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The case for motivated reasoning
 Psychological Bulletin
, 1990
"... It is proposed that motivation may affect reasoning through reliance on a biased set of cognitive processes—that is, strategies for accessing, constructing, and evaluating beliefs. The motivation to be accurate enhances use of those beliefs and strategies that are considered most appropriate, wherea ..."
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Cited by 687 (3 self)
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It is proposed that motivation may affect reasoning through reliance on a biased set of cognitive processes—that is, strategies for accessing, constructing, and evaluating beliefs. The motivation to be accurate enhances use of those beliefs and strategies that are considered most appropriate
The empirical case for two systems of reasoning
, 1996
"... Distinctions have been proposed between systems of reasoning for centuries. This article distills properties shared by many of these distinctions and characterizes the resulting systems in light of recent findings and theoretical developments. One system is associative because its computations ref ..."
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Cited by 631 (4 self)
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Distinctions have been proposed between systems of reasoning for centuries. This article distills properties shared by many of these distinctions and characterizes the resulting systems in light of recent findings and theoretical developments. One system is associative because its computations
Plans And ResourceBounded Practical Reasoning
 COMPUTATIONAL INTELLIGENCE, 4(4):349355, 1988
, 1988
"... An architecture for a rational agent must allow for meansend reasoning, for the weighing of competing alternatives, and for interactions between these two forms of reasoning. Such an architecture must also address the problem of resource boundedness. We sketch a solution of the first problem that p ..."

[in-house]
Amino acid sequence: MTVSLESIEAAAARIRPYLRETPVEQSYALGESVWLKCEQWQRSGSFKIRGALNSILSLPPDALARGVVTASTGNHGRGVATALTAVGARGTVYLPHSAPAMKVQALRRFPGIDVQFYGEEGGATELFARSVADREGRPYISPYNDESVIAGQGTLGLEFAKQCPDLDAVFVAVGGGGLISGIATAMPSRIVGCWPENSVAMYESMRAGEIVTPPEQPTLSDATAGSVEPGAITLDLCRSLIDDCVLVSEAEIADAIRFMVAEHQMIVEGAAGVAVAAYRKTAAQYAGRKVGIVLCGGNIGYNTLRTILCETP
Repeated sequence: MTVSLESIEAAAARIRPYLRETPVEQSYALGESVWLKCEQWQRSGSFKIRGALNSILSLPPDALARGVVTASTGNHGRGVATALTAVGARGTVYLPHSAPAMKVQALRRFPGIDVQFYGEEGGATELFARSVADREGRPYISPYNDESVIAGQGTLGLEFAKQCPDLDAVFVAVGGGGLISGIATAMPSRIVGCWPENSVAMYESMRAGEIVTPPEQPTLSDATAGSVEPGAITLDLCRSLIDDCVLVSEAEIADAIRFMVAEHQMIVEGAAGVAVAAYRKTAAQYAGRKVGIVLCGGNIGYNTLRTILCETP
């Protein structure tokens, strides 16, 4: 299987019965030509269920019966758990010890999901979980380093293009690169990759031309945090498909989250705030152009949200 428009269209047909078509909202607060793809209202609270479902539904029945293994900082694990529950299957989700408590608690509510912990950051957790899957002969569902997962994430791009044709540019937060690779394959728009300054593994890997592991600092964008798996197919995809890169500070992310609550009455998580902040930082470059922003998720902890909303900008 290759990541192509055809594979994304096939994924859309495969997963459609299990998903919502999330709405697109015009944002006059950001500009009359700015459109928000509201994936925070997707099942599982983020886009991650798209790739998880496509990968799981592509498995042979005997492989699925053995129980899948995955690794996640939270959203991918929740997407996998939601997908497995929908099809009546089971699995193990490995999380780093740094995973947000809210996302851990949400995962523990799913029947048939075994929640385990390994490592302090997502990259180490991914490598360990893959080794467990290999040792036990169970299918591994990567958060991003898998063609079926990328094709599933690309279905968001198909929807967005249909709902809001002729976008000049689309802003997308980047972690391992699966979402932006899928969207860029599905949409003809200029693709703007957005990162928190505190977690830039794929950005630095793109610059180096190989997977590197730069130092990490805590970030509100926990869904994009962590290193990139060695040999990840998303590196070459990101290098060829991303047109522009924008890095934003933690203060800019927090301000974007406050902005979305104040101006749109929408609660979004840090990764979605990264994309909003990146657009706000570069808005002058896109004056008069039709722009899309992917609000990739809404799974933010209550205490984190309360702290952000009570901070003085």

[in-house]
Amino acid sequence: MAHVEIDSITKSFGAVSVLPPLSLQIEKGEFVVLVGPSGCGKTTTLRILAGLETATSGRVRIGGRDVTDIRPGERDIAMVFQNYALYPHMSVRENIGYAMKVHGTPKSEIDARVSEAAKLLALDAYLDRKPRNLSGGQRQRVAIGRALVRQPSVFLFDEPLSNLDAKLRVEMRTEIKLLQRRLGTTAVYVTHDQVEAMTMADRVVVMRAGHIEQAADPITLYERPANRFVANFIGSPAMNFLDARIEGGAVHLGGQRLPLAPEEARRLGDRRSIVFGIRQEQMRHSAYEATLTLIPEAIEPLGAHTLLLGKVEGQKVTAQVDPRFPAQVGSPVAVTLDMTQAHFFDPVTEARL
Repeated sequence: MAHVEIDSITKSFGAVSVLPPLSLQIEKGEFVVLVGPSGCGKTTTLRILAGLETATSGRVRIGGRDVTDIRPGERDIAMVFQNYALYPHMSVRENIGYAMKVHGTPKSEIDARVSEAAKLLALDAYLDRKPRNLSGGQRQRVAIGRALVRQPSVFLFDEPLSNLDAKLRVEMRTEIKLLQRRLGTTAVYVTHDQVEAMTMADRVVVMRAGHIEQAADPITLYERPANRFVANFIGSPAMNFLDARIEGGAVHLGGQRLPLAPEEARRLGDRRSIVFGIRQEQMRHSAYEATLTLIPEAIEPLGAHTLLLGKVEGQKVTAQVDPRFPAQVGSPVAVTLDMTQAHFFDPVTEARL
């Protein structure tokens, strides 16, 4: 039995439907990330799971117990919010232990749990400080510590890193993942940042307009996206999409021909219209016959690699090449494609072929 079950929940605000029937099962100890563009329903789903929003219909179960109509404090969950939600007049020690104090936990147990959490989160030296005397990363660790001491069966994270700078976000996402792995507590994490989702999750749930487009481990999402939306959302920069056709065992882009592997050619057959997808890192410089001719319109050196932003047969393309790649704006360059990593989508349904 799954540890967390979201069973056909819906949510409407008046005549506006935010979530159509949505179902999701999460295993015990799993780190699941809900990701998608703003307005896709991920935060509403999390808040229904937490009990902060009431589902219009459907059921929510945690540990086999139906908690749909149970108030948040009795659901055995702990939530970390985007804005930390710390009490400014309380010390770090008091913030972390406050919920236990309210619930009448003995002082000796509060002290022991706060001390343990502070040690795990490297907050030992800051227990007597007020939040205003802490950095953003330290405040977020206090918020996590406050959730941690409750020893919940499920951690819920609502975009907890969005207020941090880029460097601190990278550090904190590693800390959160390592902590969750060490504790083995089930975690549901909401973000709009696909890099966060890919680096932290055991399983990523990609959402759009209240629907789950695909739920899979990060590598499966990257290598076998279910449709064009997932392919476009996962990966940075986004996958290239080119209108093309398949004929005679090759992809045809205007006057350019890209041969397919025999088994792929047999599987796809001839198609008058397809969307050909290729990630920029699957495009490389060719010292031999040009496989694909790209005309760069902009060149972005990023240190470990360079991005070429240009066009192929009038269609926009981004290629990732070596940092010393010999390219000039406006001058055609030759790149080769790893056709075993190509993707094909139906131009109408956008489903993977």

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Cited by 485 (19 self)
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An architecture for a rational agent must allow for meansend reasoning, for the weighing of competing alternatives, and for interactions between these two forms of reasoning. Such an architecture must also address the problem of resource boundedness. We sketch a solution of the first problem
Nonmonotonic Reasoning, Preferential Models and Cumulative Logics
, 1990
"... Many systems that exhibit nonmonotonic behavior have been described and studied already in the literature. The general notion of nonmonotonic reasoning, though, has almost always been described only negatively, by the property it does not enjoy, i.e. monotonicity. We study here general patterns of ..."
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Cited by 624 (14 self)
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Many systems that exhibit nonmonotonic behavior have been described and studied already in the literature. The general notion of nonmonotonic reasoning, though, has almost always been described only negatively, by the property it does not enjoy, i.e. monotonicity. We study here general patterns
N Degrees of Separation: MultiDimensional Separation of Concerns
 IN PROCEEDINGS OF THE INTERNATIONAL CONFERENCE ON SOFTWARE ENGINEERING
, 1999
"... Done well, separation of concerns can provide many software engineering benefits, including reduced complexity, improved reusability, and simpler evolution. The choice of boundaries for separate concerns depends on both requirements on the system and on the kind(s) of decompositionand composition a ..."